Momentum Technologies Inc., a Dallas, Texas-based materials science company that is focused on extracting critical metals from electronic waste, has licensed an Oak Ridge National Laboratory process for recovering cobalt and other metals from spent lithium-ion batteries.
Systems biologist Paul Abraham uses his fascination with proteins, the molecular machines of nature, to explore new ways to engineer more productive ecosystems and hardier bioenergy crops.
Scientists at Oak Ridge National Laboratory and Ohio State University discovered a new microbial pathway that produces ethylene, providing a potential avenue for biomanufacturing a common component of plastics, adhesives, coolants and other everyday products.
A team led by Oak Ridge National Laboratory developed a novel, integrated approach to track energy-transporting ions within an ultra-thin material, which could unlock its energy storage potential leading toward faster charging, longer-lasting devices.
Five researchers at the Department of Energy’s Oak Ridge National Laboratory have been named ORNL Corporate Fellows in recognition of significant career accomplishments and continued leadership in their scientific fields.
Researchers at the Department of Energy’s Oak Ridge National Laboratory and the University of Tennessee, Knoxville, are advancing gas membrane materials to expand practical technology options for reducing industrial carbon emissions.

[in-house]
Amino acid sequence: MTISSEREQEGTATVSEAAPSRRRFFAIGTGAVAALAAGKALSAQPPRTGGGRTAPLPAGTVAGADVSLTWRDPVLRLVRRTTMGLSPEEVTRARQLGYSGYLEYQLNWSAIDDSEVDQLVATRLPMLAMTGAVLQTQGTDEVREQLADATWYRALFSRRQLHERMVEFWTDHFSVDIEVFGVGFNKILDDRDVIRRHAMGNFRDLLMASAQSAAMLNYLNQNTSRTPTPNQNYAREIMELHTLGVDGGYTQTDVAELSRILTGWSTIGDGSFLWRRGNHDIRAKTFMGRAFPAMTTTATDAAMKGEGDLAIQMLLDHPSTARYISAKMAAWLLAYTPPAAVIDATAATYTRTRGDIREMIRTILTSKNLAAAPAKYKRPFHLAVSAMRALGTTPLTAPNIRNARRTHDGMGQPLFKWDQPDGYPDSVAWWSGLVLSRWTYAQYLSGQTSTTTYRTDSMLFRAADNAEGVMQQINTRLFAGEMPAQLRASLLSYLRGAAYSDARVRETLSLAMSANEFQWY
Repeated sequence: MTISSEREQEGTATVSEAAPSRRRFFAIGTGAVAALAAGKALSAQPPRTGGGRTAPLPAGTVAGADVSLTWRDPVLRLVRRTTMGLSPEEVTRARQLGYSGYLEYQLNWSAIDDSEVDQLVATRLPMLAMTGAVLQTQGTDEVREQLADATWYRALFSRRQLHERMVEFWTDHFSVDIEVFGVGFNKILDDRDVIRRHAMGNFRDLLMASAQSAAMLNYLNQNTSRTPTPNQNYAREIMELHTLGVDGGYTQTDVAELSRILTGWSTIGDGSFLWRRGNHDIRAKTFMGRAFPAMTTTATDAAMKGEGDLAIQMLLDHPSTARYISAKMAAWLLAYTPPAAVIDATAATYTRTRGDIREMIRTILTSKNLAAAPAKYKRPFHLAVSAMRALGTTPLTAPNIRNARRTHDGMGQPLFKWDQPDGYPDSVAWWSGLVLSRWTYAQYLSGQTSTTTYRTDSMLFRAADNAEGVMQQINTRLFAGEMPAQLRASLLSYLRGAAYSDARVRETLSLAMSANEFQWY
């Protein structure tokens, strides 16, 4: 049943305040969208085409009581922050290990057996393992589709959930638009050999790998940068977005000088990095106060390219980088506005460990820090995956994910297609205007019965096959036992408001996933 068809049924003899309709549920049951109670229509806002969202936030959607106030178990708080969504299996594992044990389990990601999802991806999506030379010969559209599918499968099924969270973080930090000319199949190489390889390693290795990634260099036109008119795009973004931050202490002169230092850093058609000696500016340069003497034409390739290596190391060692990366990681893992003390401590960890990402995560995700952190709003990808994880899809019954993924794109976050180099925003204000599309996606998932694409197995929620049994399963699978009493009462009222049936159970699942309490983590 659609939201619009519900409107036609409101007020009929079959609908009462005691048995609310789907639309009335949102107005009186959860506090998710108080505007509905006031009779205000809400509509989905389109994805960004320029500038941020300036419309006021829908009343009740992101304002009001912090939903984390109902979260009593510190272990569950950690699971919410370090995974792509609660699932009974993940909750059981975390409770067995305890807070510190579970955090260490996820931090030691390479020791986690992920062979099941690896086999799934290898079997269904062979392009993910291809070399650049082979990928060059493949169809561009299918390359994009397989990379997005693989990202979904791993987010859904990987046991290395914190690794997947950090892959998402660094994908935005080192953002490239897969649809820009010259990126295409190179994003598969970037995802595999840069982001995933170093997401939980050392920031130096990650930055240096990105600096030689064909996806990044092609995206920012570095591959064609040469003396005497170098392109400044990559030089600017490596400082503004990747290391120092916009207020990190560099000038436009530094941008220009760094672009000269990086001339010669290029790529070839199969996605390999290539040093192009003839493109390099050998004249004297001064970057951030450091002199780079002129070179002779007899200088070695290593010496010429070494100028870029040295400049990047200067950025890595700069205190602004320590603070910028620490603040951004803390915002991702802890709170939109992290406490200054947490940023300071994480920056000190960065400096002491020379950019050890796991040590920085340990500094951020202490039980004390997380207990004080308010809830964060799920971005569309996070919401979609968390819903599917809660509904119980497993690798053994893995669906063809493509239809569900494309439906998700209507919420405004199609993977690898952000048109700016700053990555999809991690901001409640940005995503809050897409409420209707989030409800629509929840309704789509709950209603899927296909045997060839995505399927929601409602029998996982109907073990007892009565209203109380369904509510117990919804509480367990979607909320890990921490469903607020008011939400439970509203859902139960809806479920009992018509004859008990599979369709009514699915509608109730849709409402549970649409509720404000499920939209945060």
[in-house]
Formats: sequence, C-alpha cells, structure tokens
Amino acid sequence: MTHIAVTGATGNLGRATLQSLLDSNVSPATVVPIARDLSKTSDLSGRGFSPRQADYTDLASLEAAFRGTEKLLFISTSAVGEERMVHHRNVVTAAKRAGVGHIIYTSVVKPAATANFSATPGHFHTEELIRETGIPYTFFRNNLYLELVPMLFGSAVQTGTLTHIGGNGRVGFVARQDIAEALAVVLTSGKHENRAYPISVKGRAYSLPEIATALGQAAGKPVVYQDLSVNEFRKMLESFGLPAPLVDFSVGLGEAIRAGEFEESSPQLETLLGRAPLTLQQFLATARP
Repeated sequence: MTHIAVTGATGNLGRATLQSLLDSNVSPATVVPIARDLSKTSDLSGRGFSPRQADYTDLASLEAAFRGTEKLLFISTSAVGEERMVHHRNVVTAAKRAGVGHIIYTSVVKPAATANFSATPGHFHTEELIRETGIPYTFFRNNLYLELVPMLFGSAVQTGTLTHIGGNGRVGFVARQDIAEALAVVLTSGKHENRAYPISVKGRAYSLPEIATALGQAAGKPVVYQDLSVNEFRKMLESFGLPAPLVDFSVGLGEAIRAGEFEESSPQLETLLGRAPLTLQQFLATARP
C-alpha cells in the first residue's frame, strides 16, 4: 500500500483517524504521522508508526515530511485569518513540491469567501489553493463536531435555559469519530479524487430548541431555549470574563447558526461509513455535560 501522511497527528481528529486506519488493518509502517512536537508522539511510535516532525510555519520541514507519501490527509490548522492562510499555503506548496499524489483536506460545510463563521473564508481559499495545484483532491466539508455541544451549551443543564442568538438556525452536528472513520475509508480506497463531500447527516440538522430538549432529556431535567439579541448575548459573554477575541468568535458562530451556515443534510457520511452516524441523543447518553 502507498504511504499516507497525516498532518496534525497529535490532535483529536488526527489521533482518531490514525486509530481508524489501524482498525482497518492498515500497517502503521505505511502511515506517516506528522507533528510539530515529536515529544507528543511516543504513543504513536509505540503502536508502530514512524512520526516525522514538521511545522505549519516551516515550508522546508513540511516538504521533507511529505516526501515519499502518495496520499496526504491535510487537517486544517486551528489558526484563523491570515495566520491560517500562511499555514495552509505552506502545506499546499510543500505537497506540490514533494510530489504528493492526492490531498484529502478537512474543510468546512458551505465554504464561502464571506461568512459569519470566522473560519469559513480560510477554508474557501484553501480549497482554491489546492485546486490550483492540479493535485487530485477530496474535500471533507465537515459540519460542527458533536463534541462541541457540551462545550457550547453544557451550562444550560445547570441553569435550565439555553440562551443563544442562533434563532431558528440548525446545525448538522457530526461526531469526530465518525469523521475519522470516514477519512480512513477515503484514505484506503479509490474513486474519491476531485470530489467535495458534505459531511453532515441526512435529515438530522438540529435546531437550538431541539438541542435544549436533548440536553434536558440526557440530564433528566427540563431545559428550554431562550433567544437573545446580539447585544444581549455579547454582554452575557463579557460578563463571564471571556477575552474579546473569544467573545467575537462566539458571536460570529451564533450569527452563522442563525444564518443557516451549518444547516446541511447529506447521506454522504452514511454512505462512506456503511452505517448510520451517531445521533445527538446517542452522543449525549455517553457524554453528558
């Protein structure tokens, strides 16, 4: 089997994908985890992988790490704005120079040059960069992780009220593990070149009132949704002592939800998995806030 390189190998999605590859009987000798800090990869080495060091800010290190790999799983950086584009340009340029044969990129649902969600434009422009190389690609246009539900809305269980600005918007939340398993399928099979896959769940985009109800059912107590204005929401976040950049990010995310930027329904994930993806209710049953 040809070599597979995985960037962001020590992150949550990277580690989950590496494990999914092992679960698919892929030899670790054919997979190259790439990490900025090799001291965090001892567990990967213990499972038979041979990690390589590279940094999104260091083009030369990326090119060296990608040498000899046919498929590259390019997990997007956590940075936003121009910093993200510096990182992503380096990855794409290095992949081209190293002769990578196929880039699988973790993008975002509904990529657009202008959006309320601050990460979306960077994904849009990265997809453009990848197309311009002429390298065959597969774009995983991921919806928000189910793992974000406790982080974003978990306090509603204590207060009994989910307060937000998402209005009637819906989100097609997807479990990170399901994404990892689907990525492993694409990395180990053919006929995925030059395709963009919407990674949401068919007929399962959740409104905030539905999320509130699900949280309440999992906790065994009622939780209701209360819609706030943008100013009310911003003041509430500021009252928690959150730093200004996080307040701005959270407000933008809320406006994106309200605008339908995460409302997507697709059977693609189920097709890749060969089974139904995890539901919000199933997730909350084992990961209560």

Energy storage startup SPARKZ Inc. has exclusively licensed five battery technologies from the Department of Energy’s Oak Ridge National Laboratory designed to eliminate cobalt metal in lithium-ion batteries. The advancement is aimed at accelerating the production of electric vehicles and energy storage solutions for the power grid.
Researchers at the Department of Energy’s Oak Ridge National Laboratory have received five 2019 R&D 100 Awards, increasing the lab’s total to 221 since the award’s inception in 1963.
IDEMIA Identity & Security USA has licensed an advanced optical array developed at Oak Ridge National Laboratory. The portable technology can be used to help identify individuals in challenging outdoor conditions.
OAK RIDGE, Tenn., March 4, 2019—Scientists at the Department of Energy’s Oak Ridge National Laboratory, Drexel University and their partners have discovered a way to improve the energy density of promising energy-storage materials, conductive two-dimensional ceramics called MXenes. The findings are published in Nature Energy.